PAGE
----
In vitro simulated digestion and NCM460 cell model are two common in vitro models. Simulated digestion is used to simulate the physiological environment of human gastrointestinal tract to study the physical and chemical changes that may occur in the process of gastrointestinal digestion after food intake, the interaction between food and digestive fluid and food in the process of digestion, the utilization rate of nutrients and the metabolism of toxic substances (34). The normal human colon-derived mucosal epithelial cell line (NCM460) is a common cell model. It can be used to study the absorption and transportation of nutrients or harmful substances in drugs and food through the intestine. In this study, the bioaccessibility of deltamethrin in oyster was studied by simulated digestion and NCM460 cell experiment.

Thus, the purpose of this study was to: (1) investigate the enrichment of deltamethrin in different tissues of oyster; (2) assess the bioaccessibility of the DEL in oysters cooked with different methods (teaming and roasting) after simulated digestion; (3) study the penetration of DEL through intestinal epithelial cells.

Materials and Methods

Collection of Oysters and Sample Preparation

Oyster samples were collected from the border of the Bohai and the Yellow seas (Weihai, Shandong Province, China), and all the oysters were transported to the laboratory alive. After that, the oysters were acclimated in artificial seawater (32 g/L) for 24 hrs. The seawater was produced using seawater crystals (Tianjin Binhai New Area Tanggu Hai Sheng Seawater Crystal Factory, Tianjin, China) according to Bielmyer et al. (35). Then, the oysters were exposed to seawater with DEL (2 μg /L) for 72 hrs. DEL for contamination was obtained from Bayer CropScience (Hangzhou, Zhejiang Province, China). Salinity (27.0 ± 1.0‰) and water temperature (18 ± 1°C) were maintained throughout. Photoperiod at 12 h light/12 h dark was maintained. To prevent the residual chlorine in the tap water from affecting the oyster culture process, the seawater was oxygenated for 48 hrs before use.

All the artificially contaminated oysters were divided into four groups, of which three groups were subjected to different processing methods: raw, steamed (i.e., steaming in an steam cooker for 5 min, until the oyster shell opens), and roasted (i.e., in an oven at 200°C for 20 min, only use downfire). Oyster tissue was taken out and divided into four parts: gill, viscera, mantle, and adductor muscle. Twenty-five specimens were removed from the treated oysters. For all samples, the tissue was separated from the oyster-shell, cleaned with running water. The collected tissues were then drained and homogenized with a blender (JY-200B, Zhongshan Jiuyuan Electric Appliance Co. Ltd, Zhongshan, Guangdong Province, China) until visually homogenized. These samples were stored at −20°C for further analyses (maximum 4 weeks of storage).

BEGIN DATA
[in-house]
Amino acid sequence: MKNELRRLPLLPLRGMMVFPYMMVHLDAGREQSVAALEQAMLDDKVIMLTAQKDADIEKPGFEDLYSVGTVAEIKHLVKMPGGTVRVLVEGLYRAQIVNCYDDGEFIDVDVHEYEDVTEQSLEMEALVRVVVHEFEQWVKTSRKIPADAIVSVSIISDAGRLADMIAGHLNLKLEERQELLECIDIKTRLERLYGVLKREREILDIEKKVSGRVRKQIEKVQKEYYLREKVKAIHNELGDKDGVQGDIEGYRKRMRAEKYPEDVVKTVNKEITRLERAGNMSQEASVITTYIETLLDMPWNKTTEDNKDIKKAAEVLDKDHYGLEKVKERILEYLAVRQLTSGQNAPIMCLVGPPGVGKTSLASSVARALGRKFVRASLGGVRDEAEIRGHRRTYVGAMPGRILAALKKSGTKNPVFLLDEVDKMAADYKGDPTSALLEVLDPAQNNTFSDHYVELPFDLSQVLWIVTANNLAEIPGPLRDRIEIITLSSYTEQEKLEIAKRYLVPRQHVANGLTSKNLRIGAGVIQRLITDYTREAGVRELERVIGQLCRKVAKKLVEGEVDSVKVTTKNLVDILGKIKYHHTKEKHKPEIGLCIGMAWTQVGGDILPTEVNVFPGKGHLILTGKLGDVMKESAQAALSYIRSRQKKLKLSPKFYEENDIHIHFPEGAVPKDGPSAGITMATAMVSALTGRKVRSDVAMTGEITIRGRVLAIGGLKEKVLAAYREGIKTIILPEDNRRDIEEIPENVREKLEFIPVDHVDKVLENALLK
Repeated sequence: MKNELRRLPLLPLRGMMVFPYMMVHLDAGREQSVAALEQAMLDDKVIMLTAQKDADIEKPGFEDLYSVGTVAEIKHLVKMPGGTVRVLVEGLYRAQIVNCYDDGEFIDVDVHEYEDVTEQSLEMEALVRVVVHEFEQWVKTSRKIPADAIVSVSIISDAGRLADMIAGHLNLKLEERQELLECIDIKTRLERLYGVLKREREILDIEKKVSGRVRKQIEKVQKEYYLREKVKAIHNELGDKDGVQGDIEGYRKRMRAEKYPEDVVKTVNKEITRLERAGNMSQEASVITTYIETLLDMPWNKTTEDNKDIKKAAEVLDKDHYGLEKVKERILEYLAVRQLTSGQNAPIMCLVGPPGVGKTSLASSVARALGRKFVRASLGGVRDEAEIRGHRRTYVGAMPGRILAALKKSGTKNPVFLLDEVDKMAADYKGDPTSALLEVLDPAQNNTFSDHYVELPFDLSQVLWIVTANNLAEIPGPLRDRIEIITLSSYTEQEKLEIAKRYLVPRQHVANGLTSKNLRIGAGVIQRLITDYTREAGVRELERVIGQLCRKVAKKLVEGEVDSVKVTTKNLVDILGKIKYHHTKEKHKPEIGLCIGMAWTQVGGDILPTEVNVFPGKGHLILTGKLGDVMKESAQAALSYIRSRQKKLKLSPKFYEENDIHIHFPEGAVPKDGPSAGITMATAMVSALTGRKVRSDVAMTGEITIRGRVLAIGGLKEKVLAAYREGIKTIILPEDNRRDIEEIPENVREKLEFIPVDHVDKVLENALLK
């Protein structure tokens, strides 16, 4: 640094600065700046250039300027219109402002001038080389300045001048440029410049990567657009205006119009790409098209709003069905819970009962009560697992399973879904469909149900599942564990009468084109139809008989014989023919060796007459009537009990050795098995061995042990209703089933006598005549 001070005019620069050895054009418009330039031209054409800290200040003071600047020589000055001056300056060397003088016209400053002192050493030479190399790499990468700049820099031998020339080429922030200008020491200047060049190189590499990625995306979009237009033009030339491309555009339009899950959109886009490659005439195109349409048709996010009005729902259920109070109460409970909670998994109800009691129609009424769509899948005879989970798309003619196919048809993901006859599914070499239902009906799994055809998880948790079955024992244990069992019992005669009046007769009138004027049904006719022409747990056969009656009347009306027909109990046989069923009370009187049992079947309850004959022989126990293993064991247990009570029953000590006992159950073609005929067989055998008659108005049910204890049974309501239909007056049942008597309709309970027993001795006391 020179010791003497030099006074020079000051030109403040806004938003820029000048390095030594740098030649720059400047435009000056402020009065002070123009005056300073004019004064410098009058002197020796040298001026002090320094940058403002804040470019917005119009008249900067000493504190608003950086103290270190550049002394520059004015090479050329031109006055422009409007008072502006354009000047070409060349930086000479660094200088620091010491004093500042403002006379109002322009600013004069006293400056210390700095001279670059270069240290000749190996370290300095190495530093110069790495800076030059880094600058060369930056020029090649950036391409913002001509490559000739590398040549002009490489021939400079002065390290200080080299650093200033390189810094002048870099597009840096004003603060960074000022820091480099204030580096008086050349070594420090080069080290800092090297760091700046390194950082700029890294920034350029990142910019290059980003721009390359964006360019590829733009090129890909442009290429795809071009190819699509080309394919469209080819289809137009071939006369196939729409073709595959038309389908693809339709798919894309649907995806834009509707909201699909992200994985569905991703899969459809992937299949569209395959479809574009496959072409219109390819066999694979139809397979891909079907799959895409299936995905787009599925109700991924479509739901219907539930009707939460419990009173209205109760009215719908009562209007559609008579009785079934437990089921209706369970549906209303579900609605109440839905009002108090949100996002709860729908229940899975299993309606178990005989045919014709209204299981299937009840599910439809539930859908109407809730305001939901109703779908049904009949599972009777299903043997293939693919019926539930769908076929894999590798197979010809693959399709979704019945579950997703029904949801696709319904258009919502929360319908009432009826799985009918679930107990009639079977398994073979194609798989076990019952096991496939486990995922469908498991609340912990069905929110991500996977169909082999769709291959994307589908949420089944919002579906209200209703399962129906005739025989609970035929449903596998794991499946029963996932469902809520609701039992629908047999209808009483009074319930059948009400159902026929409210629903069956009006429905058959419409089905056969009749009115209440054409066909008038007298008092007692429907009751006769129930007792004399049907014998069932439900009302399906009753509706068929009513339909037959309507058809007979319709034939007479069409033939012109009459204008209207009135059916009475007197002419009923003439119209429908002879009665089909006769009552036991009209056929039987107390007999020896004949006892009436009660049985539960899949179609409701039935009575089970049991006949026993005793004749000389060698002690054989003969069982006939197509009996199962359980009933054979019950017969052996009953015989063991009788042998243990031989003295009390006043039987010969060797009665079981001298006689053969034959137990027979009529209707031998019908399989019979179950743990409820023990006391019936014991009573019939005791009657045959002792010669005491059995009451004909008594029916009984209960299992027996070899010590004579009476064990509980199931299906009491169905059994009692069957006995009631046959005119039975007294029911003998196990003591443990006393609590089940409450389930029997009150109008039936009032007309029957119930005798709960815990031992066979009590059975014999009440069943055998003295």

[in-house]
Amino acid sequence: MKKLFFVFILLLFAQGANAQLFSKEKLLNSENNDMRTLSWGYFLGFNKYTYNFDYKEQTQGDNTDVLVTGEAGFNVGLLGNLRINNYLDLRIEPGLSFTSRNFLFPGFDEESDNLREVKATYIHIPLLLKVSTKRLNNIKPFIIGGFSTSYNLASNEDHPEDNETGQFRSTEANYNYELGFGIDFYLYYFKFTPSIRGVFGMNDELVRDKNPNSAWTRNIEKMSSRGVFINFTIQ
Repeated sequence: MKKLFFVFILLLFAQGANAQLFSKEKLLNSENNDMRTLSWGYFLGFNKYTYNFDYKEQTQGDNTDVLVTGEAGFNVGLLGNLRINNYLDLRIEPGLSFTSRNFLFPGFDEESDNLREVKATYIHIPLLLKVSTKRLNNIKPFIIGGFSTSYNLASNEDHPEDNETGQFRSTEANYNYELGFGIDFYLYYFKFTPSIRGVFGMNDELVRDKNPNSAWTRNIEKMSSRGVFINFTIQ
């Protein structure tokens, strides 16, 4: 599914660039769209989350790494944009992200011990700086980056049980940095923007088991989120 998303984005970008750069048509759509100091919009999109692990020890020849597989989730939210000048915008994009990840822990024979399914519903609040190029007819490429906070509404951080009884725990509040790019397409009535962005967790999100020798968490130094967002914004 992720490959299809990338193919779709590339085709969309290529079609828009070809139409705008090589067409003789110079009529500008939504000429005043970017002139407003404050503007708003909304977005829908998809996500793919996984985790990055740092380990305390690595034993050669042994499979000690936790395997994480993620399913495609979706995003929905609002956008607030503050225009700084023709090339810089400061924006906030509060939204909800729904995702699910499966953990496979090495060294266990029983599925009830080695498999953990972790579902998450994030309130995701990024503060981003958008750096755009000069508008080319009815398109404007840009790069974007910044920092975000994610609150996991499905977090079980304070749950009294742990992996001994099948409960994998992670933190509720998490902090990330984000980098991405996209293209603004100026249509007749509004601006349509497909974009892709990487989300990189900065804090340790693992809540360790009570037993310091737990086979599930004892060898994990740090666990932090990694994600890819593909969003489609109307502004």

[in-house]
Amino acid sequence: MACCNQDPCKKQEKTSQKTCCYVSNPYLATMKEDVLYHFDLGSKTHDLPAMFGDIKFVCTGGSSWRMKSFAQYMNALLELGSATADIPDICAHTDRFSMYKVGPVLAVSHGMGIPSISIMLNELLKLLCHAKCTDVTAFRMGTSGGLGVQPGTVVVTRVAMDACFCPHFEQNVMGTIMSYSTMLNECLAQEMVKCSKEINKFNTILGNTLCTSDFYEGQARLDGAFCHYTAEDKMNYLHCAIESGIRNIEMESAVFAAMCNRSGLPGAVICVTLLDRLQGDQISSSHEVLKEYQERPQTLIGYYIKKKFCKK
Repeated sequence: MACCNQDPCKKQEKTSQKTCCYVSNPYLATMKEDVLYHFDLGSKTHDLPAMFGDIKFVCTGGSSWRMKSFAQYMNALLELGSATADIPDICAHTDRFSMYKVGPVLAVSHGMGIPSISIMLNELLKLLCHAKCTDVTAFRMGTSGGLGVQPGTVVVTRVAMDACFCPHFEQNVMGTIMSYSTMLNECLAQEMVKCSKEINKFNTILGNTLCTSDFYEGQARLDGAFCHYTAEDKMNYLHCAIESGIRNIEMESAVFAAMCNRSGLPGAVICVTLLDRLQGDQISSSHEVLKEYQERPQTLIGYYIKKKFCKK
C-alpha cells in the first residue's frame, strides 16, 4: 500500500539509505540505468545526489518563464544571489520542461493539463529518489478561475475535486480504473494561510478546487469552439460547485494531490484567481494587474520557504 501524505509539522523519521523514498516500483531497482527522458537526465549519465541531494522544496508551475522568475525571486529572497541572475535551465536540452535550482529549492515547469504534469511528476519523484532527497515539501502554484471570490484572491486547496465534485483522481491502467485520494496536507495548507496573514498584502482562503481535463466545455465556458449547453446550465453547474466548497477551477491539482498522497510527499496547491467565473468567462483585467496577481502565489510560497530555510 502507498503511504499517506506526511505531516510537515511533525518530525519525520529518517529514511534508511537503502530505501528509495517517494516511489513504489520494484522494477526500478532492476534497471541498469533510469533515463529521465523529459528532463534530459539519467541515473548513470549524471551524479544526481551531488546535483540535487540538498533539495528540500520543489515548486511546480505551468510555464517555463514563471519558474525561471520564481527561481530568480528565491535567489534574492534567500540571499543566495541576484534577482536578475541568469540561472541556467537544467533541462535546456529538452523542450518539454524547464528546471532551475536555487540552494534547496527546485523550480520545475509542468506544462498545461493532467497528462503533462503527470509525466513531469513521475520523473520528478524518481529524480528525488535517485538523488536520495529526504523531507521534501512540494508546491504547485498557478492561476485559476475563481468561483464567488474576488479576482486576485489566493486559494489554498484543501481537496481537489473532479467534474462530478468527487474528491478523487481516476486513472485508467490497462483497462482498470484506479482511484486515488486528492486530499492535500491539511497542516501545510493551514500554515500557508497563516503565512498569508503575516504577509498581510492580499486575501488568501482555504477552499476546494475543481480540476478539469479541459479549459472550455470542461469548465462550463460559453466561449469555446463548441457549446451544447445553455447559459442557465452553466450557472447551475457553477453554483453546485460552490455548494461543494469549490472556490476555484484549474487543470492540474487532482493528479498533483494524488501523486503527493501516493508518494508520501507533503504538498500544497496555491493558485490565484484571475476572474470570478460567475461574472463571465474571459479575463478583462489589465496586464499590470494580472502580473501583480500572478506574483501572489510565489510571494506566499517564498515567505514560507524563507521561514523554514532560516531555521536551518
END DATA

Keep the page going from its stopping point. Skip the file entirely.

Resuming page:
In vitro Digestion Model

The bioaccessibility of DEL in oysters was assessed using an in vitro digestion INFOGEST procedure previously described by Brodkorb et al. (36) with proper modifications. In short, the simulated human digestion methodology was carried out in three different phases (oral, gastric, and intestinal) using four digestive enzymes: pepsin (Aladdin, P110927), lipase (Aladdin, L299012), trypsin from swine (Sigma, P7545) and cow bile (Solarbio, B8210). And each oyster sample was digested in triplicate. For each sample, 5 g of oyster tissue was digested at 37°C using a constant temperature water bath shaker (JieRuiEr THZ-82; Changzhou, Jiangsu Province, China). The simulated digestion was done using the following protocol: oral phase (the tissue is diluted 1:1 with simulated salivary fluid at pH 7 ± 0.2; 2 min), gastric phase (the oral bolus is diluted 1:1 with simulated gastric fluid; 150 min), and intestinal phase (the gastric chyme is diluted 1:1 with simulated intestinal fluid at pH 7 ± 0.2; 120 min). Studies have shown that the pH in the gastric phase is constantly changing during the digestion process (37). To better simulate the real physiological environment during the gastric digestion process, the pH is continuously reduced by adding hydrochloric acid (the total amount of hydrochloric acid added is 2 mL, 0.4 mL is added at the beginning of the gastric phase, and then 0.2 mL is added every 15 min) during the experiment. The change of pH in the gastric phase is shown in Figure 1. Each simulated digestion fluid was prepared just before simulated digestion to avoid the loss of enzymatic activity. At the end of the simulated digestion, the pH of gastric samples was adjusted to 8.0 ± 0.2 and the intestinal samples were heated in the water bath at 95°C for 10 min to stop the digestion process. After that, the digested samples were centrifuged at 2,930 × g at 4°C for 5 min to separate the bioaccessible and non-bioaccessible fractions.

FIGURE 1
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Figure 1. Change of gastric pH during simulated digestion. The solid line is the fitted curve obtained for the pH varied group.

Considering that the content of DEL in the digestive phase is changing, the steamed oyster group (one of the most common cooking method of oysters) was selected to study the concentration changes of DEL in cooked oysters during digestion. Samples were taken every 30 min during the simulated digestion process for DEL analysis.

DEL Analysis

Reagents